We were born before television, penicillin, polio shots, frozen foods, Xerox, contact lenses, Frisbees and the pill.
There was no radar, credit cards, laser beams or ball-point pens. Man had not invented pantyhose, air conditioners, dishwashers, clothes dryers (well, the clothes were hung out to dry in the fresh air), and man hadn't yet walked on the moon.
We got married first and then lived together. Every family had a father and a mother, and every boy over 14 had a rifle that his dad taught him how to use and respect. And they went hunting and fishing together.
Until we were 25, we called every man older than us, "Sir" - and after we turned 25, we still called policemen and every man with a title "Sir".
Sundays were set aside for going to church as a family, helping those in need, and visiting with family or neighbors.
We were before gay-rights, computer-dating, dual careers, daycare centers, and group therapy.
Our lives were governed by the Ten Commandments, good judgment, and common sense. We were taught to know the difference between right and wrong and to stand up and take responsibility for our actions.
Serving your country was a privilege; living here was a bigger privilege.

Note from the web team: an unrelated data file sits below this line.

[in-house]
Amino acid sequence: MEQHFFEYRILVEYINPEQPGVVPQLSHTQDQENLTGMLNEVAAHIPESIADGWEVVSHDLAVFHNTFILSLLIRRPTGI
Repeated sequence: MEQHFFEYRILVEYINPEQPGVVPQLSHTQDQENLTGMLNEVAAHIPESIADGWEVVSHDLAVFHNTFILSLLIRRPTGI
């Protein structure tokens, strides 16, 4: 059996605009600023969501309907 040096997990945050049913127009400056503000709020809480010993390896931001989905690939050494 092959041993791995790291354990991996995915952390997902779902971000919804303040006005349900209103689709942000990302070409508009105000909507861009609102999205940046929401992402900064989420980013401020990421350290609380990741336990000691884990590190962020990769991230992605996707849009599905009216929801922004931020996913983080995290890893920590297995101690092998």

We thought fast food was what people ate during Lent. Having a meaningful relationship meant getting along with your cousins.
Draft dodgers were people who closed their front doors when the evening breeze started.
Time-sharing meant time the family spent together in the evenings and weekends-not purchasing condominiums.
We never heard of FM radios, tape decks, CDs, electric typewriters, yogurt, or guys wearing earrings. We listened to the big bands, Jack Benny, and the President's speeches on our radios. And we don't ever remember any kid blowing his brains out listening to Tommy Dorsey.
If you saw anything with "Made in Japan" on it, it was junk.
The term "making out" referred to how you did on your school exam.
Pizza Hut, McDonald's, and instant coffee were unheard of. We had 5 & 10-cent stores where you could actually buy things for 5 and 10 cents.
Ice cream cones, phone calls, rides on a streetcar, and a Pepsi were all a nickel. And if you didn't want to splurge, you could spend your nickel on enough stamps to mail one letter and two postcards.
You could buy a new Chevy Coupe for $600, but who could afford one? Too bad, because gas was 11 cents a gallon.
In our day, "grass" was mowed, "coke" was a cold drink, "pot" was something your mother cooked in, and "rock music" was your grandmother's lullaby.
"Aids" were helpers in the Principal's office, "chip" meant a piece of wood, "hardware" was found in a hardware store, and "software" wasn't even a word.
And we were the last generation to actually believe that a lady needed a husband to have a baby.
No wonder people call us "old and confused" and say there is a generation gap.